Of course, e.gear has launch control, and with all-wheel drive it's very effective. The system is enabled by invoking the Corsa mode, disabling ESP, mashing the brake, flooring the throttle until it peaks at about 5000 rpm, selecting 1st gear and releasing the brake. When the foot comes off the left pedal, the clutch engages at a rate that minimizes wheelspin. There's a thunk as slack in the driveline is taken up and the car lurches out of the hole like Michael Phelps off the blocks. If you're sitting at a stoplight and decide you want to smoke the lesser automobile next to you, be warned the driver will hear you coming as there is an audible exhaust note change when switching into the Corsa setting — pleasant hum to ferocious growl. I found myself enjoying Corsa, and when not confined by traffic would automatically select that mode, even when commuting on the freeway. There's something about being swaddled in exotic-car beauty and leaning back against 552 horsepower that makes any rush hour pleasant.

Swing open the conventionally hinged doors and a quilted leather interior with deep bucket seats seduces the driver into a classically low-slung position with the steering wheel extending far from the dash for a positively race-carlike feel. Audi-sourced navigation, climate control and audio are well integrated into the broad center console that's topped with a classic hooded-gauge cluster. From the driver's perspective, all the elements of the interior slant forward. It's as if the car had been stretched like taffy, taut over its aluminum skeleton.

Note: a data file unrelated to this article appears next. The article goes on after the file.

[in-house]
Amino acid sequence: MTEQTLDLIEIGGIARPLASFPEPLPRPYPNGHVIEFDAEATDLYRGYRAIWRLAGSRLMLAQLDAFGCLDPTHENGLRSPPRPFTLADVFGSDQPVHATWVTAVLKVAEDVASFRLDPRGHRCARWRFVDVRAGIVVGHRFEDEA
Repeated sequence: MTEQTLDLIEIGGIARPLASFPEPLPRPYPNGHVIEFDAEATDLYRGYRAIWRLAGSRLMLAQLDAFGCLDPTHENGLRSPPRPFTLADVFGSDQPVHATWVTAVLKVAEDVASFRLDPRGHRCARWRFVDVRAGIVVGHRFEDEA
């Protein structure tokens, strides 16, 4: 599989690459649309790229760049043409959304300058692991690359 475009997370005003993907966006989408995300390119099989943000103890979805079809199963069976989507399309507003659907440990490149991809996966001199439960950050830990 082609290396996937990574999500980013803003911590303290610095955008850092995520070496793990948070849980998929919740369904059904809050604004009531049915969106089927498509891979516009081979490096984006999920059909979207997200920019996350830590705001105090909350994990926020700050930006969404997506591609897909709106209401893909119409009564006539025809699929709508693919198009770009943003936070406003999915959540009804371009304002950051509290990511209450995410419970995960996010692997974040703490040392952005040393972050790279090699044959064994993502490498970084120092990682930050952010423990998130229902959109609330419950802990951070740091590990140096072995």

Physically, the new car is much like the old car; however, the devil is in the details. Suspension pick-up points are new, as are rubber-metal bushings, forged aluminum control arms and a newly added rear track-rod. The result is better ride quality and a more predictable chassis that is stiffer and lighter by 44 lb. Can't ask for more than that. Shod with some serious Pirelli rubber, the optional $5200 Cordelia basket-weave wheels really put the power down at all four corners. The fixed 70-percent rear bias of the viscous center differential keeps the handling similar to that of a rear-drive machine, but allows earlier power application mid-corner. The addition of a mechanical limited-slip rear differential induces some stability, as does a brake-modulated front differential. Where the last Gallardo tended to push in most cornering conditions, the LP560-4 can be rotated easily with throttle modulation, although invoking any sideways action is difficult. The stable and balanced driving dynamics never feel out of sorts. There is great joy in pushing the new Gallardo around a track because it doesn't feel abused, but rather hungry for more.

All doubt of the Lamborghini's performance is erased with a glance at the data panel. The numbers best those of the Ferrari F430 and 599! But what about a Scuderia, you say? We'll have to wait and see. For now we are content to celebrate Lamborghini's decision to build a truly hard-core exotic and give Ferrari something to worry about, aside from the pretty lime-green paint.